Why Ask “Why”? …


Why is a dangerous question

Well, the first response to the title might be “Why Not?”, but we need to go deeper.  I think many of us are searching these days, although not for the same reasons or with the same goals …

We are not at the beginning of our careers, relationships, or life, but somewhere in the middle of all this.  We have accomplished things, experienced life, created memories, and learned a bit about ourselves and how we are. 

Now we wonder, for a variety of reasons and with consideration of our individual backgrounds, history, experiences, attitudes, beliefs, and so on … 

WHAT’S NEXT …?

We are at a point where some things no longer work for us, or some roads do not hold the same thrill.  Our lives have led us in certain directions, down some paths and away from others.  We are feeling at least a vague sensation of a need to do something, experience something, be something.

“WHY” IS POSSIBLY THE MOST POWERFUL QUESTION YOU CAN ASK … OR ANSWER

When we start to ask the “Why” questions, we begin to move toward what Leider and Webber identify as “Repacking” – deciding what to let and what to hold on to, as we prepare for our next direction.  

Of course the process of discernment outlined in their book (see below for link) is more than just deciding .. steps come before and after this point, but this morning, I was struck by the importance of asking “why” when we reflect on what we have done and are doing.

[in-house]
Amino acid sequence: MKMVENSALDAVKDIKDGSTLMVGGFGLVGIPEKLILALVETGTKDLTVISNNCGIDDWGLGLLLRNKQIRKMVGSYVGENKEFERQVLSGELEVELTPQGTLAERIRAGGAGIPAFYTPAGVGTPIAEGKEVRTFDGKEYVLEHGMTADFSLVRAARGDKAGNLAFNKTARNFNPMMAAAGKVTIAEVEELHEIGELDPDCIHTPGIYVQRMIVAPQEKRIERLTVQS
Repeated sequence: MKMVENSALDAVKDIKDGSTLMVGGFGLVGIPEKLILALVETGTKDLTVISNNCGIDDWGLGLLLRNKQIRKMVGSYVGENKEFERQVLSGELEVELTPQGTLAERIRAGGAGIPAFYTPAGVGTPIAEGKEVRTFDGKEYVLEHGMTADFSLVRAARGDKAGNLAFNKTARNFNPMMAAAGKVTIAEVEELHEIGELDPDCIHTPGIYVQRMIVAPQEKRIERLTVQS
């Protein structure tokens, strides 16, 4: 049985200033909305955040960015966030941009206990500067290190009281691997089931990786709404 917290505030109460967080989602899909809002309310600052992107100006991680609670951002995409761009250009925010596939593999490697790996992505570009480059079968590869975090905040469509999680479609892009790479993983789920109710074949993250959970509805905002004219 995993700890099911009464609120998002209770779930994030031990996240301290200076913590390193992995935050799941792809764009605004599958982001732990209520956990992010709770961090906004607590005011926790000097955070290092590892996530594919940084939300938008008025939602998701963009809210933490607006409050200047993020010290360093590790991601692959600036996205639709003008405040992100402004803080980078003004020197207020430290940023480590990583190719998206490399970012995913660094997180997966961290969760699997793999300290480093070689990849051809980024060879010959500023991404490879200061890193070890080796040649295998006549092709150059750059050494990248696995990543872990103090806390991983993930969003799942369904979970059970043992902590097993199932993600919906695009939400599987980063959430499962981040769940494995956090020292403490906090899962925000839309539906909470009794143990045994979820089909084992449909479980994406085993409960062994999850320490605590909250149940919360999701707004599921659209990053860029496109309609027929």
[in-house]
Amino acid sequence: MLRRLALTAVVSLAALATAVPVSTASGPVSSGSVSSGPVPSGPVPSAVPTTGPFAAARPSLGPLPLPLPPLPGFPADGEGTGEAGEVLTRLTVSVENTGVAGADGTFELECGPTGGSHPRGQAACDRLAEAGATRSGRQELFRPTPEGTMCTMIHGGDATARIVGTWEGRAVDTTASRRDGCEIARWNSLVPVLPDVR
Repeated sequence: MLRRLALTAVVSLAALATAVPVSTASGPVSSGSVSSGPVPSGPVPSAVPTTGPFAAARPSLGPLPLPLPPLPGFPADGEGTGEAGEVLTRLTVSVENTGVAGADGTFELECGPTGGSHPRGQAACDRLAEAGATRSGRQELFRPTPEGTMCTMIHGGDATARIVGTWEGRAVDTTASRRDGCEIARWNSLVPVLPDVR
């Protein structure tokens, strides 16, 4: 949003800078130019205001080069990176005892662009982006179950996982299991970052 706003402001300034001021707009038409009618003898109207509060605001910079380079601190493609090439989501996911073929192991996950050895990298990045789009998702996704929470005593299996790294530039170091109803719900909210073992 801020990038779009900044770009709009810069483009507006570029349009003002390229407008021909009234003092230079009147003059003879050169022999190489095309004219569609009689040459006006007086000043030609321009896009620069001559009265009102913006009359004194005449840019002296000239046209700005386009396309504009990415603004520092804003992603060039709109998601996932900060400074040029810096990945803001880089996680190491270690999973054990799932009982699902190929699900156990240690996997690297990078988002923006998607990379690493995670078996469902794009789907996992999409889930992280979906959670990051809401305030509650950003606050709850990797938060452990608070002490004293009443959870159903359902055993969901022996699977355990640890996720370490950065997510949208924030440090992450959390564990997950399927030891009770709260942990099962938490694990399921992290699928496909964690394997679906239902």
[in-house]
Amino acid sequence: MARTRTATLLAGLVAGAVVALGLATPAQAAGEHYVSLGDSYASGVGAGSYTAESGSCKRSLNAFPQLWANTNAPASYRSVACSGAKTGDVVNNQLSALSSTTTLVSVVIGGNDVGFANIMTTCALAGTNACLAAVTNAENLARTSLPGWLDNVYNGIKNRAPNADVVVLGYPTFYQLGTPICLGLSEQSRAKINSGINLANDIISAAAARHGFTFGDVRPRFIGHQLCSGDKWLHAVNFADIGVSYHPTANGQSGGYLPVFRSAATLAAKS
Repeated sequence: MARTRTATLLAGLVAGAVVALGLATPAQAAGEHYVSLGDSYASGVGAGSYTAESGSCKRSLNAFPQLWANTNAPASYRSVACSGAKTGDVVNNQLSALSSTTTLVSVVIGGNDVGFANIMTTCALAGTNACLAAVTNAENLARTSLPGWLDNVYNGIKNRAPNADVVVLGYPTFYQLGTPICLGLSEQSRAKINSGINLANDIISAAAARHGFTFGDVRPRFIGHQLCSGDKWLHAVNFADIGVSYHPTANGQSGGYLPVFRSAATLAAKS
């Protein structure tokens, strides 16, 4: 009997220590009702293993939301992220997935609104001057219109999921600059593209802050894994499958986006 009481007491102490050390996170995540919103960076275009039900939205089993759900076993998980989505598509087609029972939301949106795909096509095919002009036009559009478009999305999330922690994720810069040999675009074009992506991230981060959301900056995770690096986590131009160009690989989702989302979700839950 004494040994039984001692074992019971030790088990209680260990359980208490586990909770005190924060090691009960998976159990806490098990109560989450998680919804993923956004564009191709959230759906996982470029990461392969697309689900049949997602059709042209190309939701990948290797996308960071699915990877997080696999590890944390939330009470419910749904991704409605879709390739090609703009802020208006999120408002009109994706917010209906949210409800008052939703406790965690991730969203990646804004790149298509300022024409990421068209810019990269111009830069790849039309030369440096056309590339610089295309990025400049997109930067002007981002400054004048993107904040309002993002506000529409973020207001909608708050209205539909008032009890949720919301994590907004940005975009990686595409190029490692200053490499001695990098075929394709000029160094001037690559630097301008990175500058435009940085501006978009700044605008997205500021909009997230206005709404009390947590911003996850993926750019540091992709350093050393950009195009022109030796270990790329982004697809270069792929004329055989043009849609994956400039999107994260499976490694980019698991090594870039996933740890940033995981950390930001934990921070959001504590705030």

I will be posting more on all this over the next few weeks, including a review of the steps that really should come before asking the “why” questions.  However, some of you may be ready now to reflect on this one “Why” question:

“WHY DO I WANT TO CHANGE MY LIFE?”

Notice that this question assumes you do want to change something.  If that assumption is false, just roll on by and continue on your journey.  However, if you are willing or feel an urge to consider this question, do the following:

Find a quiet place and space where you will not be interrupted.  Control this environment to insure that you will be able to think without distractions.

Make yourself comfortable enough to be at ease, without being so comfortable you fall asleep.

Put this question in your mind  – either by writing it down on a piece of paper or an easel pad, or simply have it on your computer screen.

Let your thoughts take you wherever they lead you.  Do not try to force them.

Write down, note, or otherwise retain whatever issues, thoughts, or ideas come to you.  For some, this is best done as the thoughts arise, while others will summarize at the end.

Time spent doing this is up to you – possibly more than one time.

.. and that’s all you need to do now.  

OK, you’re off.  More later …

Taking my own advice and reflecting seriously on what this is all about in the Heartland ….

John

Inspiration:  Life Reimagined by Richard J. Leider and Alan M. Webber

Image:  Gratisography.com

 

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